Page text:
To nullify the mortgage based bubble, the government has blown another bigger bubble. Every country is doing the same. Even I had thought that spending money now would be the best solution, but it seems to be a mid term solution, the final outcome is going to be a disaster. Political motives and corruption are also not helping to channelize the money to the right sectors. Countries have to go bankrupt in near future due to excessive debts; Experts have named the countries which are going to be bankrupt as PIGS (Portugal, Ireland ,Greece and Spain) just as Goldman Sachs had named emerging economies as BRIC (Brazil, Russia, India and China)
Where does India stand amongst all this trouble?
Well quite frankly, we are doing great compared to other countries. As our economy is mainly domestically driven rather than export driven like Chinese economy, we are better insulated to the storm. The Indian mentality of saving rather than investing has also come in handy. It s like we have had a precautionary shot to overcome this meltdown.
In the early 1990ís when our economy was freed and was made attractive to foreign investment, care was taken to make it moderately export driven by leaving enough space for domestic markets and domestic players.
Agriculture and small scale industries are Indiaís main breadwinner for a rural family, and IT for an urban family. Around 65% of Indian population depends on agriculture for a living and its accounts for 22% of GDP, and Indian IT and BPO exports constitute 6 % of GDP. There are several other exports like fish, fish oil, ayurvedic medicines and many other secondary materials out of agriculture which drive our export market. Reports say that within the next 5 years India is going to take over from China as the manufacturing hub of the world. Nevertheless, we are hit by the global phenomenon and have to take measures to withstand it.
What should we do?
As responsible citizens of a huge democracy, first thing we can do is to pay taxes and not deprive of the government of their income. This is the right time to drive in some major rural development schemes and fill up the void inside. Distribution of wealth in India is very uneven and the rich are getting richer and the poor more poor (I mean the tax paid is not going in right directions for development work, half the money ends in our corrupt leaderís pockets).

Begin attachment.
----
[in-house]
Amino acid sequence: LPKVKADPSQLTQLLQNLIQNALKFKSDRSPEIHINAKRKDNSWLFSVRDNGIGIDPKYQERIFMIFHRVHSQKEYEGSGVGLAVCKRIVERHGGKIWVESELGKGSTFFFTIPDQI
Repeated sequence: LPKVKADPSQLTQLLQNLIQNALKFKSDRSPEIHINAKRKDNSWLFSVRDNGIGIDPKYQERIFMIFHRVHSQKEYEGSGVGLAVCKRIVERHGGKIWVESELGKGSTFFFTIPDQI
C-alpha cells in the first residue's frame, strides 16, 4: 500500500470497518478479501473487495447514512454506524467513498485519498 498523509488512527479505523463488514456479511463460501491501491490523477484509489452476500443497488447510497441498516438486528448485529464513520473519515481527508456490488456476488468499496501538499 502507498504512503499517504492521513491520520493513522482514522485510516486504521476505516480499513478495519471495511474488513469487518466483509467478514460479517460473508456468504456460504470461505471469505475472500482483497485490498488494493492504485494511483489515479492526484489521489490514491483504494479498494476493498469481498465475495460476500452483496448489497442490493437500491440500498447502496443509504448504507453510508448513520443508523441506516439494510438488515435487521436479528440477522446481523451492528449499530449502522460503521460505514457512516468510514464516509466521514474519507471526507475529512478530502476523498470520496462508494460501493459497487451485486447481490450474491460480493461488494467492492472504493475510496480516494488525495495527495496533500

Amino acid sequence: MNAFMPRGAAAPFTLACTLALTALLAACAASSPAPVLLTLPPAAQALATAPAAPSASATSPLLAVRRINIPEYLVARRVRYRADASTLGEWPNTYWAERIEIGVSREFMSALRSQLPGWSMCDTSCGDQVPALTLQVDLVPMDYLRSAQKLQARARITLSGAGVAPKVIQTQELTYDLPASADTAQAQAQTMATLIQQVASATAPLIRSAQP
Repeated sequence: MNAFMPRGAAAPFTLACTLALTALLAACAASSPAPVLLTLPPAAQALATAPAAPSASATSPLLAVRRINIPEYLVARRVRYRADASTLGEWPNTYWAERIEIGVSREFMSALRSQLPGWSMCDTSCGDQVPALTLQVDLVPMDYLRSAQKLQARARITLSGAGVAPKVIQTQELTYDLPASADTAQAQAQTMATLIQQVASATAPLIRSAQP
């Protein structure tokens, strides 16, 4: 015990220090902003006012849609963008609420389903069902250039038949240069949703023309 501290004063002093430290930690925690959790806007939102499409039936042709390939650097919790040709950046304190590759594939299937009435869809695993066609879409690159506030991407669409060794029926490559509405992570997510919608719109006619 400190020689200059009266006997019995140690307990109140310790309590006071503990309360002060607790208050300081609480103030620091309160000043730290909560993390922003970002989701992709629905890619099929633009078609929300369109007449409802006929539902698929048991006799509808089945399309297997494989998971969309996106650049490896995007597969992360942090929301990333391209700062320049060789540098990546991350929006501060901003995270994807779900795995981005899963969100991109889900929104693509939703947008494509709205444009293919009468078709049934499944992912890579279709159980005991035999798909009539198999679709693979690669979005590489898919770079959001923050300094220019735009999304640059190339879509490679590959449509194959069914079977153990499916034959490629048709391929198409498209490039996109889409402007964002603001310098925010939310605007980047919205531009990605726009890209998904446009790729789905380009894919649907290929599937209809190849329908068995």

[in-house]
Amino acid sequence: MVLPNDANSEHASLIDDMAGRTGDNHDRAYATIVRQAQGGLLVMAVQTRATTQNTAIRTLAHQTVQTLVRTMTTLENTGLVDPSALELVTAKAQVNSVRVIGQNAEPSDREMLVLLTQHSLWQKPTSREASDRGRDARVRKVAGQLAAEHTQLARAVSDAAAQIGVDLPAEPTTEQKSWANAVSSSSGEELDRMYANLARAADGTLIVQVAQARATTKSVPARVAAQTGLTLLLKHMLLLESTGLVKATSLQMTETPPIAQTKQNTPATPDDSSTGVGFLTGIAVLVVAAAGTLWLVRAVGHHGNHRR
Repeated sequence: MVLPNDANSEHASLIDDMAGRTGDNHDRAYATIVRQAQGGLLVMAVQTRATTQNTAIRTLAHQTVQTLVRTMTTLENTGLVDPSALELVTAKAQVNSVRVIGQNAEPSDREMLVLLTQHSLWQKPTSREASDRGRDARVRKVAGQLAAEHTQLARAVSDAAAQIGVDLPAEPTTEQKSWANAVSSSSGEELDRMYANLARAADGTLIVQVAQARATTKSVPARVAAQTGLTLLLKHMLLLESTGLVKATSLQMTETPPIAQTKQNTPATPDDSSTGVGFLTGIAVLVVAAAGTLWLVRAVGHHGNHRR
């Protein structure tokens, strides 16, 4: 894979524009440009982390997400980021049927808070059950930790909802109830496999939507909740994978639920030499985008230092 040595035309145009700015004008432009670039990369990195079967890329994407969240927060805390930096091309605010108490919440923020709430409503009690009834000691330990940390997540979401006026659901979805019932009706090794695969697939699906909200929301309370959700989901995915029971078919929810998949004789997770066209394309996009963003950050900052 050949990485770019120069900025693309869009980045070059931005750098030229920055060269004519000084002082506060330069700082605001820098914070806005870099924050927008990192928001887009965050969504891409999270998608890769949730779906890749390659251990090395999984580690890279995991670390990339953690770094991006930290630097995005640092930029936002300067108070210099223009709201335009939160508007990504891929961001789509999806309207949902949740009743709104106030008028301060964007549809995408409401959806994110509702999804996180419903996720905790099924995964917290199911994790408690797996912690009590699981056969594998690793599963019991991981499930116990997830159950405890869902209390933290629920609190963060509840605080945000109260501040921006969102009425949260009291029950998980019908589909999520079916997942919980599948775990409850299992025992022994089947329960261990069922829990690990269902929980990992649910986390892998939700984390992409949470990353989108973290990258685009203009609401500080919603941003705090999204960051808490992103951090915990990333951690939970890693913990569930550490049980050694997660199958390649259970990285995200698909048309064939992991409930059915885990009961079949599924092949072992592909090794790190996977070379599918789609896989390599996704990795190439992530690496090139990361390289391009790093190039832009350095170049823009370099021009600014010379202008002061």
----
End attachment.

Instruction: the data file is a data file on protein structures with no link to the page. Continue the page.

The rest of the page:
The government has to bring out strict measures to oversee the implementation of some good schemes such as National Minimum Wages and the Rozgar Yojana. Helping farmers spend and cultivate more would be a solution, but again the extent of inflating the bubble has to be checked by the banks before lending out money to farmers. Agriculture sector can create a lot of jobs in India and the only thing which is hindering us is the lack of dignity in making agriculture a career. No father wants his son to be a farmer and vice versa and I do not know why this culture has dawned upon Indians off late.
The world is going to soon see one more financial crisis, as most of the trend analysts predict. We can withstand or even avoid it, if we act upon it soon. We as citizens of the world have to make our contribution by becoming aware of complex investments, government programmes, political situation and its effect on the economy. Even saving electricity and water might help in a small way. Now that we know there is going to be a downturn, it is up to us and the governments of the world to get some measures in place and sail us through the rough times smoothly.